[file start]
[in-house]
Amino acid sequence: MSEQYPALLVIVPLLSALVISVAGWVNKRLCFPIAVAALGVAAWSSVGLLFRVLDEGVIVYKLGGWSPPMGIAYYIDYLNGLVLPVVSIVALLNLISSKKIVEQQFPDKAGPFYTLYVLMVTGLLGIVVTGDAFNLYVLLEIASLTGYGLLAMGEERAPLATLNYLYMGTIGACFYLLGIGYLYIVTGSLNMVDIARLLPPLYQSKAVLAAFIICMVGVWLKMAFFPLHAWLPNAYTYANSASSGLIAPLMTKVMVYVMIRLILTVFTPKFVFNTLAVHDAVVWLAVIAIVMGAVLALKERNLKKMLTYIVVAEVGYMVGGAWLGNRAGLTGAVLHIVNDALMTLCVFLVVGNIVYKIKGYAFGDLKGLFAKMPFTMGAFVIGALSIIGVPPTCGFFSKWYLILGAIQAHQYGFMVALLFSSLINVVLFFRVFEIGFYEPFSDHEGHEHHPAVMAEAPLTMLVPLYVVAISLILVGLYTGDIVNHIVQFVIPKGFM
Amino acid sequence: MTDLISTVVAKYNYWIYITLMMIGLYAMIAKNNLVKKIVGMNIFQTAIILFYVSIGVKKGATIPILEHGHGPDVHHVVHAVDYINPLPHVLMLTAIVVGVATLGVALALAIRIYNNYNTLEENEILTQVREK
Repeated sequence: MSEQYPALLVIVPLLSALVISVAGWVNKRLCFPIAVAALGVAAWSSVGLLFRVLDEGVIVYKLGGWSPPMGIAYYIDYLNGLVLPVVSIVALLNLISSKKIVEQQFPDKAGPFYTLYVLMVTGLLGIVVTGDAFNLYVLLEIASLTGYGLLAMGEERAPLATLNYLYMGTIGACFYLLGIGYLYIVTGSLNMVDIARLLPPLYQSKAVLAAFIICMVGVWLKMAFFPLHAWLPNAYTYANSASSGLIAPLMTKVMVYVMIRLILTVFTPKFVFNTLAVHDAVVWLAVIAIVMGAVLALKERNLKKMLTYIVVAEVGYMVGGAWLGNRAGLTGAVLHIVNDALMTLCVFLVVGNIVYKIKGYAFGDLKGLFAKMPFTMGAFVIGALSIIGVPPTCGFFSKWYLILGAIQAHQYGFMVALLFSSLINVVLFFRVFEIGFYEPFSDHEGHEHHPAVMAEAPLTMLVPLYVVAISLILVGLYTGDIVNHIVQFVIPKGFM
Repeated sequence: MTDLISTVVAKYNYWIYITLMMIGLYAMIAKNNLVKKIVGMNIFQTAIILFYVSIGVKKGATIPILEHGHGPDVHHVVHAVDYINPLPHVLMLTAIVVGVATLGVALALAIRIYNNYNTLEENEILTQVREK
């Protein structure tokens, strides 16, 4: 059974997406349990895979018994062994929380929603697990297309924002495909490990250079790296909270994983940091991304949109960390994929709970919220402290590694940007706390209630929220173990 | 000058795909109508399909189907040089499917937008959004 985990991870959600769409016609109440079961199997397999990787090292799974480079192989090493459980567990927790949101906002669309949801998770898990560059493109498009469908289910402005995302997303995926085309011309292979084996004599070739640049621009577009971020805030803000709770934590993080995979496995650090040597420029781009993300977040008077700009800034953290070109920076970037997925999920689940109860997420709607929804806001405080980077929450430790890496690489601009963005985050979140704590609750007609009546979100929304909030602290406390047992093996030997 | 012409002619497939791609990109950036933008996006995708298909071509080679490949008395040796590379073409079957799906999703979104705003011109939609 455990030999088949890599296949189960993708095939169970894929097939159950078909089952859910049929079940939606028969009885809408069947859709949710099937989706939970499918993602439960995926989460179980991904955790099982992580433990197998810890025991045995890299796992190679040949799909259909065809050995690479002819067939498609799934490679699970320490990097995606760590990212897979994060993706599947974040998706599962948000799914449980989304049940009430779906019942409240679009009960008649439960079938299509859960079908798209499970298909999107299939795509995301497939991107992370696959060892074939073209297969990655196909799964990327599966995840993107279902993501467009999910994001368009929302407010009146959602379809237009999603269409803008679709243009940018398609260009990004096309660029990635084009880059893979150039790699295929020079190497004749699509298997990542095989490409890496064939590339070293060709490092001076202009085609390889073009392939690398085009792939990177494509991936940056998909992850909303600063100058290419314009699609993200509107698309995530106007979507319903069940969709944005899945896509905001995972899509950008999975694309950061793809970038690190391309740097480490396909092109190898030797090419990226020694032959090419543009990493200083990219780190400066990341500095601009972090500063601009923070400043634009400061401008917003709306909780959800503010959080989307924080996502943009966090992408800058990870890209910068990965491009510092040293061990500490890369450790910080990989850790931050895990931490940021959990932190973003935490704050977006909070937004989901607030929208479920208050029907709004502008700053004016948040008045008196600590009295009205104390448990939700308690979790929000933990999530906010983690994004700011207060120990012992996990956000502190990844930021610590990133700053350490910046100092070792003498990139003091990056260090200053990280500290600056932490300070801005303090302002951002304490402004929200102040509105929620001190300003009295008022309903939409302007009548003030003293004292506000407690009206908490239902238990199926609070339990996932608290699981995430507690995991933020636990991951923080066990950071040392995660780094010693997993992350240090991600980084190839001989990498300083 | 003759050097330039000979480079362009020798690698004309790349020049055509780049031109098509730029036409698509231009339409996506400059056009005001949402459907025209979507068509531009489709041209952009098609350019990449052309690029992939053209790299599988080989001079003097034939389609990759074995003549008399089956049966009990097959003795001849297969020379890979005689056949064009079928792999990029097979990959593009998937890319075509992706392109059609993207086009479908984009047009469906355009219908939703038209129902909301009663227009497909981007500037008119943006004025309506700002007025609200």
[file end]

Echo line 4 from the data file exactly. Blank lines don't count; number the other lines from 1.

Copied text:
Repeated sequence: MSEQYPALLVIVPLLSALVISVAGWVNKRLCFPIAVAALGVAAWSSVGLLFRVLDEGVIVYKLGGWSPPMGIAYYIDYLNGLVLPVVSIVALLNLISSKKIVEQQFPDKAGPFYTLYVLMVTGLLGIVVTGDAFNLYVLLEIASLTGYGLLAMGEERAPLATLNYLYMGTIGACFYLLGIGYLYIVTGSLNMVDIARLLPPLYQSKAVLAAFIICMVGVWLKMAFFPLHAWLPNAYTYANSASSGLIAPLMTKVMVYVMIRLILTVFTPKFVFNTLAVHDAVVWLAVIAIVMGAVLALKERNLKKMLTYIVVAEVGYMVGGAWLGNRAGLTGAVLHIVNDALMTLCVFLVVGNIVYKIKGYAFGDLKGLFAKMPFTMGAFVIGALSIIGVPPTCGFFSKWYLILGAIQAHQYGFMVALLFSSLINVVLFFRVFEIGFYEPFSDHEGHEHHPAVMAEAPLTMLVPLYVVAISLILVGLYTGDIVNHIVQFVIPKGFM